How that

Discreet enquiries suggest that Chuck D is out of the office and being a Public Enemy on a beach somewhere until September, so we’re going to have to sort this one two three four out ourselves. I completely agree with Eric Bakovic and Mark Liberman that the big problem facing the phrase “Ain’t how that God planned it?” in Fear of a Black Planet is the missing “that”, so maybe it’s time to consider a different phrase.

If you listen to other recordings by Chuck D, I think you may find that he doesn’t use intonation to distinguish between questions and statements in the way that speakers of standard English do. That makes me slightly curious as to why we’re so sure he’s nervously asking us “Ain’t how that God planned it?” instead of rounding off the section by telling us emphatically–as his tone suggests–“Ain’t how (that) God planned it!” The unreduced vowel in “that” doesn’t seem to me so remarkable in this context, but, as usual, I’m looking forward to someone explaining to me why I’m wrong.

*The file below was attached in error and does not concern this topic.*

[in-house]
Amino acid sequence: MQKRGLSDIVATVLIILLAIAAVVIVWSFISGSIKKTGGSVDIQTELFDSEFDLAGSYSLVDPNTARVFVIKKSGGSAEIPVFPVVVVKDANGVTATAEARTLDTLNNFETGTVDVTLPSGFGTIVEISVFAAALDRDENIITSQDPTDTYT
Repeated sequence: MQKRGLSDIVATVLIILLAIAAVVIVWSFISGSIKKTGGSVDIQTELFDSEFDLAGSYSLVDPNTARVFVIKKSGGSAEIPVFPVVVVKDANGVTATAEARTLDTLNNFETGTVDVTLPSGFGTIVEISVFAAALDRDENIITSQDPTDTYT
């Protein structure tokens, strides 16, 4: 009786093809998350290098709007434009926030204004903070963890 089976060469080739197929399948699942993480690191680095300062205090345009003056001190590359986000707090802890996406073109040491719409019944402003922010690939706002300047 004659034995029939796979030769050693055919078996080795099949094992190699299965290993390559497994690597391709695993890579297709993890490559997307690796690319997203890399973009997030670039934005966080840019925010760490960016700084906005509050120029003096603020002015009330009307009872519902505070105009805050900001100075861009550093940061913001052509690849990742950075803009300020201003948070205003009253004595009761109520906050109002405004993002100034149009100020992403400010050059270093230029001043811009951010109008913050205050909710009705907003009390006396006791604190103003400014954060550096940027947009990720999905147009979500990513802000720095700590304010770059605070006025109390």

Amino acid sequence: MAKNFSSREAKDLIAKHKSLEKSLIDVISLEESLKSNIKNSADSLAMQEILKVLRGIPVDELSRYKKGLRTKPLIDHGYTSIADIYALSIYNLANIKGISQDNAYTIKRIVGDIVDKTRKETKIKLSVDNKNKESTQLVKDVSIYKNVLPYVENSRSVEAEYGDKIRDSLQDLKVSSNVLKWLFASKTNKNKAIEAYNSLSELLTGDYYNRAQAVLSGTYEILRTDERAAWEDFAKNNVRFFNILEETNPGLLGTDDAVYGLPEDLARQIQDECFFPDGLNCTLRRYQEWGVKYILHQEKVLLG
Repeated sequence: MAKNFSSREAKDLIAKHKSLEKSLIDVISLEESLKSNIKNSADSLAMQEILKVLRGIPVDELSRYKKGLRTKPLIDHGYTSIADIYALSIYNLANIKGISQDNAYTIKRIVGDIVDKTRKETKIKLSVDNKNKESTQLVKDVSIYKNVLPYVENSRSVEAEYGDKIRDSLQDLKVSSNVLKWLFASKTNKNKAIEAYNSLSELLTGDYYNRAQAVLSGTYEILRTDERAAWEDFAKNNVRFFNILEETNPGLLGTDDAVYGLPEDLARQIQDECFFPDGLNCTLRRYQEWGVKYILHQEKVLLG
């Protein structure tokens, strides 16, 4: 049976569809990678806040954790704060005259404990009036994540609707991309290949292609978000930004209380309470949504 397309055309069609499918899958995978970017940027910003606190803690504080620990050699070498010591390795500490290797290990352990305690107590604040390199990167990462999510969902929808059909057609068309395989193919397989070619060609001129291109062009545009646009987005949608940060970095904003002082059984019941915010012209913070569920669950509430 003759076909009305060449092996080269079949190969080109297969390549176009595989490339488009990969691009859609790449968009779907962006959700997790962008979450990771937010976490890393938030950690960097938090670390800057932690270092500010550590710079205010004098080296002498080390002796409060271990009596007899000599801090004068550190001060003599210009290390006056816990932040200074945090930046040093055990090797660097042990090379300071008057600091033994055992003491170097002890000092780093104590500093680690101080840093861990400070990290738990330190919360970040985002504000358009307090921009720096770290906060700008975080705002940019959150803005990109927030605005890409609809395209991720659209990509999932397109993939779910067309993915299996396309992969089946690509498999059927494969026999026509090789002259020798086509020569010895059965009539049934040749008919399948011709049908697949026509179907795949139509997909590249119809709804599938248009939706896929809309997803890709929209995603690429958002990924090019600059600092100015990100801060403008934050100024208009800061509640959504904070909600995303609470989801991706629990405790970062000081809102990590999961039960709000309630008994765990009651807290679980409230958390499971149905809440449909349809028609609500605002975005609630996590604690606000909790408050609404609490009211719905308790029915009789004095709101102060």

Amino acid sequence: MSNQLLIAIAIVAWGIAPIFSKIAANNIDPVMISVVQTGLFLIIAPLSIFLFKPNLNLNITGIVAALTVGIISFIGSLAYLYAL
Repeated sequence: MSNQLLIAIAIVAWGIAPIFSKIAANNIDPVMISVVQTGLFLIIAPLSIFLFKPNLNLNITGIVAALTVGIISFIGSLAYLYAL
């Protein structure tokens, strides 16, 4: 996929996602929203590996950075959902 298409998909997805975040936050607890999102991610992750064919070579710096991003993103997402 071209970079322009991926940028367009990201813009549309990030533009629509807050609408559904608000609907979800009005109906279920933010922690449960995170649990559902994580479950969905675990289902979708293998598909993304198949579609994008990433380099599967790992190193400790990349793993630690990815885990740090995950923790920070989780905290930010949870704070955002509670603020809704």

(Re other, more recent examples of this idiom: Googling “how that God” throws up a large number, including Sister Debbie, an ex-transgendered lesbian (“I had seen how that God had changed his life, being that he was a practicing homosexual, and that the Lord had done miracles in his life, giving him a wife, and three beautiful kids, and he preaches the Gospel at church, and in the local prisons”), an account of “how that God led His people out of the S[eventh] D[ay] A[dventist] Church (Egypt)”, George Fox in 1679 urging the Quakers to “teach and instruct blacks and indians, and others, how that God doth pour out his spirit upon all flesh in these days of the new covenant”, and the following disturbing report:

We came across a man carrying two beer bottles. He put them down and we began to converse with him and how that God could deliver him from drinking. After talking to him for awhile he asked how he could be delivered from drinking and we were able to share with him the gospel message. One of the guys in our group even offered to buy back the bottles so that he wouldn’t finish them and before the exchange could happen the man broke them on the ground and then removed his shirt and said that he needed to be punished for his drinking. Our group had the opportunity to share with him that no matter how bad he thought he was or the deed of drinking was, the Lord still loved him.

There’s a lot of it around, but don’t anyone try that kind of rubbish on me.)

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  1. Ain’t I’m a stinkah
    I think Mark’s onto something when he writes that “ain’t can be a sort of phrase-initial marker of questions and exclamations”. (Blah blah blah the obligatory links to previous relevant posts blah blah blah …)…

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